A penny for your thoughts will now be harder to come by. Rounding up or down to the nearest five-cent increment begins February 4 , with slightly more than half (53%) of businesses saying they are ready for the change and 56% set to adopt the federal government’s proposed rounding guidelines, according to a poll by Retail Council of Canada.
“On February 4, most of Canada’s retailers will be ready at the cash register to handle the penny phase-out,” said Diane J. Brisebois, president and CEO of RCC. “While we have been supportive of this initiative all along, we are grateful that the government delayed implementing the changes until this point, as retailers have needed the extra time to prepare.”
The Canadian Mint stopped producing pennies last spring but RCC advocated that the Mint keep them in circulation until after the busy holiday shopping season. The government agreed and pennies remained in circulation until February 4. The Mint has now stopped distributing them and financial institutions will send every one they receive back to the Mint.
For the survey, RCC asked small, medium and large retailers about their readiness for the phase-out of the penny, the approach they intend to use for rounding up or down and what this phase-out might cost their business. Three quarters (75%) of medium-sized businesses and 74% of small businesses say they plan on rounding totals manually at the register. However, 63% of large businesses plan to change their point-of-sale systems, at a potential cost of $100,000 or more.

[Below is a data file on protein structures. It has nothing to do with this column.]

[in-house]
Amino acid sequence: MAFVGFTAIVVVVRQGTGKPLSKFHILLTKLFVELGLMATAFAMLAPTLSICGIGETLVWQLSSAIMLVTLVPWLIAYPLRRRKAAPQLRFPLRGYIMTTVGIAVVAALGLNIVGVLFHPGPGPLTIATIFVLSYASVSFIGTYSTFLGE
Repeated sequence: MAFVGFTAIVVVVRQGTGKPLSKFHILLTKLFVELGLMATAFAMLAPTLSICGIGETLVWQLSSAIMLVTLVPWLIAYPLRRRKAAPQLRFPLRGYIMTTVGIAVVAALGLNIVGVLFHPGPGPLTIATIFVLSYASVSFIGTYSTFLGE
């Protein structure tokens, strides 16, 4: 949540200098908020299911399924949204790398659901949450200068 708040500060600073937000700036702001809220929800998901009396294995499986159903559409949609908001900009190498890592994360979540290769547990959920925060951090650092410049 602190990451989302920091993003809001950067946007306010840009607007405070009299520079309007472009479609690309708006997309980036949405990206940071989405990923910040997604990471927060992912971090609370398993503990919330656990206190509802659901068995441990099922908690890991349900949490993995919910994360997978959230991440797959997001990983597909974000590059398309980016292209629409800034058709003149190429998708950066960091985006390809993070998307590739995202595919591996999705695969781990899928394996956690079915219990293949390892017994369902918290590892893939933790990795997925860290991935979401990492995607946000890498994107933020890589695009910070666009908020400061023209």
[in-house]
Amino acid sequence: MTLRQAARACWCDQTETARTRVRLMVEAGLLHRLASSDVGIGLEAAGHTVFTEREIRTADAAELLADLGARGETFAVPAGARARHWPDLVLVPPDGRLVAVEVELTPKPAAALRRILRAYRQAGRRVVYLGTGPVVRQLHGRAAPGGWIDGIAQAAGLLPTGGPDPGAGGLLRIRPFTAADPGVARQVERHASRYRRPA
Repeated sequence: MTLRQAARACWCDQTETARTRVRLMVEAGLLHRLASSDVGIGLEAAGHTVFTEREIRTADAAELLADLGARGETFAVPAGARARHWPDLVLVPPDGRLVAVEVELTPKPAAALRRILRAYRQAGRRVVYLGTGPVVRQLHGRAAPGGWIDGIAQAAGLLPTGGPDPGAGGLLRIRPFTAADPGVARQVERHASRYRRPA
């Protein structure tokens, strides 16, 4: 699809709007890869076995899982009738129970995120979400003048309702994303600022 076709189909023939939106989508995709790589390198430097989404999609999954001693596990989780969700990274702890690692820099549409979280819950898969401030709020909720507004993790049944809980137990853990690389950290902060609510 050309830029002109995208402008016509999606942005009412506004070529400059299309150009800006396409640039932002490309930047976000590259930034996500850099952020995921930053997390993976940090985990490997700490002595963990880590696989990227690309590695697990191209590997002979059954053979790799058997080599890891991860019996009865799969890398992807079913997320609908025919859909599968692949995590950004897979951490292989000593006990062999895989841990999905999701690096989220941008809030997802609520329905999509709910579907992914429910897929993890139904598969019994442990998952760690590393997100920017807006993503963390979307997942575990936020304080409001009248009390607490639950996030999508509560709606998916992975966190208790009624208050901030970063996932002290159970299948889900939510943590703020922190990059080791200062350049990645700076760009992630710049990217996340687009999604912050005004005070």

“While smaller businesses will do the rounding manually at first and then determine the appropriate course of action, both in relation to cost and customer service, it is not a practical approach for large retailers with thousands of employees,” said Brisebois. “This, of course, represents a substantial cost for retailers to enable them to maintain standardization and meet consumers’ needs and expectations.”
While most businesses are likely to round a cash purchase such as $8.11 to $8.10, effective immediately, some may continue to make exact change until their stash of pennies is gone, says Brisebois. She notes that the changes are voluntary and says she expects retailers to make their decisions based on what they believe is best for their customers.